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Forefront | Google discloses 10 million miles of Street View images for the first time, covering 98% of the population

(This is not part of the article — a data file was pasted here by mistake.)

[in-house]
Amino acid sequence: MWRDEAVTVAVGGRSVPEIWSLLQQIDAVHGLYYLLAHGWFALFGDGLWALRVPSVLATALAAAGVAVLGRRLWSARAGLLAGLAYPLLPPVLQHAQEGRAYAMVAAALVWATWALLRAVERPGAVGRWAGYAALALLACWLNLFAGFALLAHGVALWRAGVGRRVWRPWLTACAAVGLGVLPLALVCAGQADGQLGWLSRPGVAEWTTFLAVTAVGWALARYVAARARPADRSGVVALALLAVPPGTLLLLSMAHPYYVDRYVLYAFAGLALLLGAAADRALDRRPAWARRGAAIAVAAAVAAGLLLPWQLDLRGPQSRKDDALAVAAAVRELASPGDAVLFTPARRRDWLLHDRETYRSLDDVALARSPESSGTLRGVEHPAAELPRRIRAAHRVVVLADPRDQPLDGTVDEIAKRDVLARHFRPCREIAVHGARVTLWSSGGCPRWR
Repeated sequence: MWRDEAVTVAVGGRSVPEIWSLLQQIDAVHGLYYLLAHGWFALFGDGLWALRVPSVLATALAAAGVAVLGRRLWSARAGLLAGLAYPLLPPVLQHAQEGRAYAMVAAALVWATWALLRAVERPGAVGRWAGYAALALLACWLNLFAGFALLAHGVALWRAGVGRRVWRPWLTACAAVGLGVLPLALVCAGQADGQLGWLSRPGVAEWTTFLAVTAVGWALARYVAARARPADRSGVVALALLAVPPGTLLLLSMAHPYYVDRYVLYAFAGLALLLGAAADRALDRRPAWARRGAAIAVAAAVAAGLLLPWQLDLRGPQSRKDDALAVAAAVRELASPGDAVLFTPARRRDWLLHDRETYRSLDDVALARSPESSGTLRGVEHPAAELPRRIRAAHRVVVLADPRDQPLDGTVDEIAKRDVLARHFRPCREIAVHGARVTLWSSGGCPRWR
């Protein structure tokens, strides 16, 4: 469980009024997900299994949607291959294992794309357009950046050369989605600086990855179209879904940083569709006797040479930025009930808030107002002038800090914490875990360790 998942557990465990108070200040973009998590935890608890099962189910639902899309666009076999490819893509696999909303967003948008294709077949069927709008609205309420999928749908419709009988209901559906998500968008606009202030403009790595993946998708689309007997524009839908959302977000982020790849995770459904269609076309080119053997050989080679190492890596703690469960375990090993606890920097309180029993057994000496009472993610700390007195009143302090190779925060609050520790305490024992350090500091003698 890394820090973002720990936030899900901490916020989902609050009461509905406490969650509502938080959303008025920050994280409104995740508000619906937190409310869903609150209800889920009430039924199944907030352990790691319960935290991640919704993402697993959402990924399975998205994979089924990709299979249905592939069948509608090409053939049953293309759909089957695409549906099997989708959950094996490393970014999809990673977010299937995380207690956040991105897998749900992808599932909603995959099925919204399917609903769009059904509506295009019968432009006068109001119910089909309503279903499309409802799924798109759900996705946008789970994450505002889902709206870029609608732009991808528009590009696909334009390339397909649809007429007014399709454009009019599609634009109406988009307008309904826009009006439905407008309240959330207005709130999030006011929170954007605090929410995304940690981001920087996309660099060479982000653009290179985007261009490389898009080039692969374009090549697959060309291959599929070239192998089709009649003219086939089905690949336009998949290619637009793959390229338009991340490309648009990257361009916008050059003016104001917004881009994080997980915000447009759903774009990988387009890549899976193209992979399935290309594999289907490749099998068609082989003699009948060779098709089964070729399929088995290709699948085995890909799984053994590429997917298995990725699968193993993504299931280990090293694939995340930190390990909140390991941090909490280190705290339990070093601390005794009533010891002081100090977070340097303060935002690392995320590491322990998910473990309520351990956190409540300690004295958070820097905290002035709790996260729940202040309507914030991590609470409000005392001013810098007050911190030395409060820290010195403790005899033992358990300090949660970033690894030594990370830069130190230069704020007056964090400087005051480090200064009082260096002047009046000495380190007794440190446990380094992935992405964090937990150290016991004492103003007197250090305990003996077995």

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As we all know, Google has been taking a lot of photos of the Earth for the Google Earth project, but it was still shocking when the specific shooting range was announced.According to a report on December 15, according to a report from CNET, Google for the first time disclosed the world scope photographed by Google Earth, which covered 98% of the world ’s human settlements, and it hit the hot search of the day.Google captured 10 million miles of Google Street View images and 36 million square miles of Google Earth images, and 10 million miles of Street View images are far ahead of competitors such as Apple.Apple released iOS 13 this year, and has just begun adding similar Street View photos to Apple Maps, but far less than Google’s millions of miles.Source: maxar techologies Google Maps is one of Google ’s most popular products and currently has over 1 billion users per month.Analysts believe that for search giant Google, this will become an effective way to place local advertisements, thereby giving full play to its commercial value.It is reported that Google Earth (GE) is a virtual earth software developed by Google. It arranges satellite photos, aerial photos and GIS on a three-dimensional model of the earth. Users can download theClient software to browse high-definition satellite pictures around the world for free.The app was launched globally in 2005 and has been well received.Google co-founder Larry Page conceived Street View in 2004 in an attempt to make a 360-degree map of the world that extends beyond streets and highways, including alleys, landmarks, and mountains.To get the images, Google used cars, drones, hikers, or backpacks called “hikers” tied to camels and sheep to capture some interesting images from around the world.Street view has performed well in navigation and even in the operation of “mine-clearing”, and some foreign netizens unintentionally found a man falling down the stairs backwards while looking at the Google map street view, causing a sudden look on the ground, causingA lot of discussion.Ethan Russell, product director of Google Maps, told CNET: “Images are at the core of everything we do” and consider it to be the foundation of the map-making process.However, Google’s map features have often drawn criticism.Like many Silicon Valley competitors, Google is also under pressure to collect data. The company’s annual revenue of nearly $ 140 billion comes from targeted advertising, including ads on Google Maps.In 2018, Google was also reportedly reviewed for handing over user location data to law enforcement and other federal investigators for clues.However, Google emphasized that Google’s map images come from public places where people can stand on the street or above their heads, and Google gets all satellite photos from third-party providers.(The head of this article is from maxar techologies)